Nicole and her father, Todd, in happier times, in the cockpit of a small plane.

By Ed Nadolski and

Annette Newcomb


Holding candles, shedding tears and sharing fond remembrances, the Antioch, community turned out in force Monday night to memorialize the father and daughter who died Sunday when their single-engine airplane crashed in a field near the Burlington Municipal Airport, just over the stateline.

Todd A. Parfitt, 50, and his daughter Nicole, 14, of Antioch, died in the crash that was reported at 1:26 p.m., according the to Walworth County Sheriff’s office.

Their deaths spurred an outpouring of support on the lawn of the family’s home Monday night as friends, neighbors and classmates held a candlelit vigil in honor of the popular Antioch Community High School dance team member and her father, who had served as a flight dispatcher for United Airlines for 15 years.

The vigil capped a trying day at the school during which students wore purple clothing – Nicole’s favorite color – and counselors were on hand to meet with her classmates as they dealt with the tragic news.


Plane spiraled to ground

According to Capt. Scott McClory of the Walworth County Sheriff’s Department, it appears the Parfitts were attempting to land the single-engine 1972 Grumman Model AA-1B at the airport when the crash occurred, a department press release said.

Both Todd and Nicole were ejected upon impact and suffered fatal injuries, according McClory.

A preliminary report posted by the National Transportation Safety Board, which is investigating the crash, said the plane was seen spiraling toward the ground prior to impact.

Several news sources have reported that Todd Parfitt kept his plane at the Burlington airport.

The field in which the plane crashed is about two-tenths of a mile east of Highway DD in the Town of Spring Prairie, just inside the Walworth County line.

According to the sheriff’s department, the crash is remains under investigation by both the NTSB and the Federal Aviation Administration.

The area near the airport was also the site of a crash in September 2004 in which three men from northern Illinois died.


Coping with the news

Antioch Community High School Principal John Whitehurst said Monday that he had not had much contact with Parfitt, because she was one of the “good kids” who didn’t spend a great deal of time in the office.

“She was a talented dancer and made the dance team this year. That is quite an accomplishment as a freshman. She competed against students all the way through senior level to earn a spot, so it is significant that she made the team as a freshmen,” Whitehurst said, adding he had been told she was a dedicated member of the team.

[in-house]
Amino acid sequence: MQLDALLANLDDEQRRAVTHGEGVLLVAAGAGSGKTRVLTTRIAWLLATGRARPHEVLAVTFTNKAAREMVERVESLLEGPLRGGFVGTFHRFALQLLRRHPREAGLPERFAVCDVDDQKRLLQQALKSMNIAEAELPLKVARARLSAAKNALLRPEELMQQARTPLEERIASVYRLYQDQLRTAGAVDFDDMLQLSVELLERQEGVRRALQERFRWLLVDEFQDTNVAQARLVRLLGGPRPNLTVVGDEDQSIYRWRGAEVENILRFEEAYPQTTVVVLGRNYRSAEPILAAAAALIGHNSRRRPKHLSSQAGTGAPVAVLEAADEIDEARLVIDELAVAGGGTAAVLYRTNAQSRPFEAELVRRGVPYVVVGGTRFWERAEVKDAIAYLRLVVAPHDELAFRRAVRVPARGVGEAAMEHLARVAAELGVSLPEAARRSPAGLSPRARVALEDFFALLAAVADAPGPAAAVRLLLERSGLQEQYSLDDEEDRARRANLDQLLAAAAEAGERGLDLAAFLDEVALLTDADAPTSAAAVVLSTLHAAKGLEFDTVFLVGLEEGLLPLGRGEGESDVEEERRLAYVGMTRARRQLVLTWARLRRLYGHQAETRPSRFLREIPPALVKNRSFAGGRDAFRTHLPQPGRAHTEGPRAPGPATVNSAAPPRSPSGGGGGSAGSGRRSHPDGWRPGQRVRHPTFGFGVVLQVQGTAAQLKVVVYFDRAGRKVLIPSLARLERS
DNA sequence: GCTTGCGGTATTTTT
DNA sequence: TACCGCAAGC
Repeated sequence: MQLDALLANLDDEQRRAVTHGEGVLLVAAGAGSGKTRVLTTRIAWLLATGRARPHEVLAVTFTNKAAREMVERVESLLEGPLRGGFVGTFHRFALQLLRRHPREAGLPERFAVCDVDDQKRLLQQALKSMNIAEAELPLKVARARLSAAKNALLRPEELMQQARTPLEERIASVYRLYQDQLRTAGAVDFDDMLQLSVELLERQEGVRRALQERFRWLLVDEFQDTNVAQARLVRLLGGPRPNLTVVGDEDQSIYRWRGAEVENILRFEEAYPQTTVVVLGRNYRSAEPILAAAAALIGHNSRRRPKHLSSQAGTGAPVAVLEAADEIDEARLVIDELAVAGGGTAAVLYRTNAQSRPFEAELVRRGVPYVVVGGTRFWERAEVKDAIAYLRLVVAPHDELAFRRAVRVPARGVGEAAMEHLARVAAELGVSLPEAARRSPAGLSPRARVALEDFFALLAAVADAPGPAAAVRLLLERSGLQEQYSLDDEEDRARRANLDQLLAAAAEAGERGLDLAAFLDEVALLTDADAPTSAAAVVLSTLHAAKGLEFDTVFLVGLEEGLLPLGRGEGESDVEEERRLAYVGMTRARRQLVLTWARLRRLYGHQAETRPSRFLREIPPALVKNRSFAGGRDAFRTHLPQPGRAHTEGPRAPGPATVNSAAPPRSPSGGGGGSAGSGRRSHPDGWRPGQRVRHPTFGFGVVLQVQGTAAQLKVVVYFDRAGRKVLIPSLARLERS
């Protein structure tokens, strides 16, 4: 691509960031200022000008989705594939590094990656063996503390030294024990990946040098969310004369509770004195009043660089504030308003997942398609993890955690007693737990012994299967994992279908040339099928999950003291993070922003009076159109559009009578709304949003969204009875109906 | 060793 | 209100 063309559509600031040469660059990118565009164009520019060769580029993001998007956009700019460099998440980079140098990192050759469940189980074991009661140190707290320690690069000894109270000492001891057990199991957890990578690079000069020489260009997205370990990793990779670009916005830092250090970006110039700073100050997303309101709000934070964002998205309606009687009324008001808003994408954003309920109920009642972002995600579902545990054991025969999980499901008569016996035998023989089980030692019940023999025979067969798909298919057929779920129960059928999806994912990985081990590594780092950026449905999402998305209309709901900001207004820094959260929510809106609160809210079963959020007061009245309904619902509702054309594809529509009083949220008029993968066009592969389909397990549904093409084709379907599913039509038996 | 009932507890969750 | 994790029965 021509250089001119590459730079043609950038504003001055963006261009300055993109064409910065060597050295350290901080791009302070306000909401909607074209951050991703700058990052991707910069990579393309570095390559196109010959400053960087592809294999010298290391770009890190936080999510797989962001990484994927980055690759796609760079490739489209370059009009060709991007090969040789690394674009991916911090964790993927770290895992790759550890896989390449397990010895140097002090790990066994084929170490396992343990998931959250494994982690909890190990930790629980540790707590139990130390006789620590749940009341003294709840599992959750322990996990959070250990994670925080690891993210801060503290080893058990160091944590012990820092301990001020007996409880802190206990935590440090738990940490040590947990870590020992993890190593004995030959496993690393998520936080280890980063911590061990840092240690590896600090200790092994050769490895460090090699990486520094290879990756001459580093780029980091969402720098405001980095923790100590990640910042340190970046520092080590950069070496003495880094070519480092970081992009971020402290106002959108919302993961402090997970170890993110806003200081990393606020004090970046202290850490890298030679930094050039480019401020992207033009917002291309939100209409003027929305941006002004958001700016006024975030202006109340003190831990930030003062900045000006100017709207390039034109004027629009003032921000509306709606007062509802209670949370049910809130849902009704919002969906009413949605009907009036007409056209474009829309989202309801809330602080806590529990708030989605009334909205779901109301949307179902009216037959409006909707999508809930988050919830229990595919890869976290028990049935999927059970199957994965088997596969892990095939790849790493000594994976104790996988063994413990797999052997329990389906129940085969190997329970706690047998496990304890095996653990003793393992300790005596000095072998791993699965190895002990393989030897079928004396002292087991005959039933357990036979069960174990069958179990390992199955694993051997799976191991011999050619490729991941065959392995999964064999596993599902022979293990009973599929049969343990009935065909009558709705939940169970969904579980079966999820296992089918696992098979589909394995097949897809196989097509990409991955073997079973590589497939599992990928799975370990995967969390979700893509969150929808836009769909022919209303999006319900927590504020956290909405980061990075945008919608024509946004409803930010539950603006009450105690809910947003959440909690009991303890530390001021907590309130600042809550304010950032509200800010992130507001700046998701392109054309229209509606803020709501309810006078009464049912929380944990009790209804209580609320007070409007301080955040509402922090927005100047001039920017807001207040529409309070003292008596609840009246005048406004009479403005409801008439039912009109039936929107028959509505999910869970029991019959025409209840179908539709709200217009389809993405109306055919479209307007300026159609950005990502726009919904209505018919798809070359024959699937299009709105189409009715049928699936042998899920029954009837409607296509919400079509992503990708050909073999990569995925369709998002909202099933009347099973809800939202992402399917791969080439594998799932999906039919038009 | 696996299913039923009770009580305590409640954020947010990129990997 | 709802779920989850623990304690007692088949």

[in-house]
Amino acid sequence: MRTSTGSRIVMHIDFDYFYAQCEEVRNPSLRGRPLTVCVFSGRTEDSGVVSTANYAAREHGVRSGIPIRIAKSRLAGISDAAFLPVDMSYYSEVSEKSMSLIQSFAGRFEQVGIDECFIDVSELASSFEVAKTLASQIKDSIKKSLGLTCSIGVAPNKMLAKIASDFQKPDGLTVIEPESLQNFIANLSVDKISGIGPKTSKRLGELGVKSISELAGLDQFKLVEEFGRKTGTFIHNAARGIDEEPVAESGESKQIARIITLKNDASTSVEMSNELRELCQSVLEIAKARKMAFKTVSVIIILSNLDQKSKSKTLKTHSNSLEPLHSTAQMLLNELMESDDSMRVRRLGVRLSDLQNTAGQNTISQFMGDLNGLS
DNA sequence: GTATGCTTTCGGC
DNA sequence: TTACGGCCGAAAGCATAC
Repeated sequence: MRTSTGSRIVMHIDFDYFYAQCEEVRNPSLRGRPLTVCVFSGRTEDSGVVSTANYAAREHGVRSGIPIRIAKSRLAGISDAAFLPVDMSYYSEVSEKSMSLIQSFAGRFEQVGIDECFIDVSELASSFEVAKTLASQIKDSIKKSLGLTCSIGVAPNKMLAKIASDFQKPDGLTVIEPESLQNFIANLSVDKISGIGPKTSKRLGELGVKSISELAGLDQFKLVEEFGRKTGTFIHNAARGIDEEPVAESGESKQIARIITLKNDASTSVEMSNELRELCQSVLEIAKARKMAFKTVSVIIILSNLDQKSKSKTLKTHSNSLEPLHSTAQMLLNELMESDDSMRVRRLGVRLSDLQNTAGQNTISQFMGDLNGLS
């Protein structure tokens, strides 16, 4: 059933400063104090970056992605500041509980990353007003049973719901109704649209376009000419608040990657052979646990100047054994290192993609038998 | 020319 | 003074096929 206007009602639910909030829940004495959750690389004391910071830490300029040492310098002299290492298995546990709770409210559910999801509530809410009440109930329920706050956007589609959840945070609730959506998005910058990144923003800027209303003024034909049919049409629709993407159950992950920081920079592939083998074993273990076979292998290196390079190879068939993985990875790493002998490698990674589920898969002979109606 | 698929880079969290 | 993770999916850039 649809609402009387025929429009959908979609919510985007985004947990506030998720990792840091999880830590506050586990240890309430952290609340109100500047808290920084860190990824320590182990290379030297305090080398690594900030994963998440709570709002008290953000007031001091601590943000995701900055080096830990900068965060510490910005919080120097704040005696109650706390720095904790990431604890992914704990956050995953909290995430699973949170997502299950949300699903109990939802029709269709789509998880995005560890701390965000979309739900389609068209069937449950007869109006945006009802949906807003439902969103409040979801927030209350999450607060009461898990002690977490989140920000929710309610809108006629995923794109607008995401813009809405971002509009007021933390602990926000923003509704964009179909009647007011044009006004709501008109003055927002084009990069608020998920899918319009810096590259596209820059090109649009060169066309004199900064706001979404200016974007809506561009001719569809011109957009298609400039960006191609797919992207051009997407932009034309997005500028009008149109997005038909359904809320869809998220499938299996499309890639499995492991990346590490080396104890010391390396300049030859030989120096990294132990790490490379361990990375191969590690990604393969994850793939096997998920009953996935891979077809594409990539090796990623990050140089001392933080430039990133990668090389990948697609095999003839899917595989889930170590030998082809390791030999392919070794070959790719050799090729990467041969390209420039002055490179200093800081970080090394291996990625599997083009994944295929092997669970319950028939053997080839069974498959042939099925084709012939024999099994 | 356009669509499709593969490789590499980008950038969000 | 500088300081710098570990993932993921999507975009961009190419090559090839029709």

Whitehurst said due to rapid nature of social media many of the school’s 1,330 students had already heard of Parfitt’s death before class began on Monday morning.

“The students got together and decided to wear purple to school on Monday… I am told that was Nicole’s favorite color,” he said.

Whitehurst noted many ACHS students wore purple T-shirts, socks and ribbons throughout the day.

Nicole’s school locker also became a makeshift memorial of sorts. “We had emptied her locker Sunday and today students have been decorating it with flowers, letters, notes, and photos. We will gather those items and give them to the family at the appropriate time,” he said.

Whitehurst said the school staff was notified Sunday of the plane accident and the staff put into action a plan to help students deal with the death of their classmate.

“We made an announcement to students about Nicole’s death in the morning and made sure the students were aware that counselors were at their disposal if they wanted to talk.”

“We also had counselors shadow Nicole’s class schedule. That way students that may not want to go into the counselor’s office, but felt the need to talk, would have someone at their disposal.”

Whitehurst said the school tried to be as proactive as possible. “We have a short week due to Thanksgiving and we want to make sure all students receive the attention they need before the break,” he said.

Nicole and her father, Todd, are survived by mother and wife, Robin, and brother and son Brad, 11, who attends Antioch Middle School.

The crash has also spurred an outpouring of well wishes and support online. A Facebook page tribute to Nicole cropped up a few hours after the news filtered back to Antioch.

This post, attributed to Jennifer Fry Biundo, is typical of the sympathies expressed on the page:

“This was my daughter’s classmate, very sad situation but I have to say her passing has brought a lot of people together and allowed them to put their arguing aside and realize how cherished life can be.”




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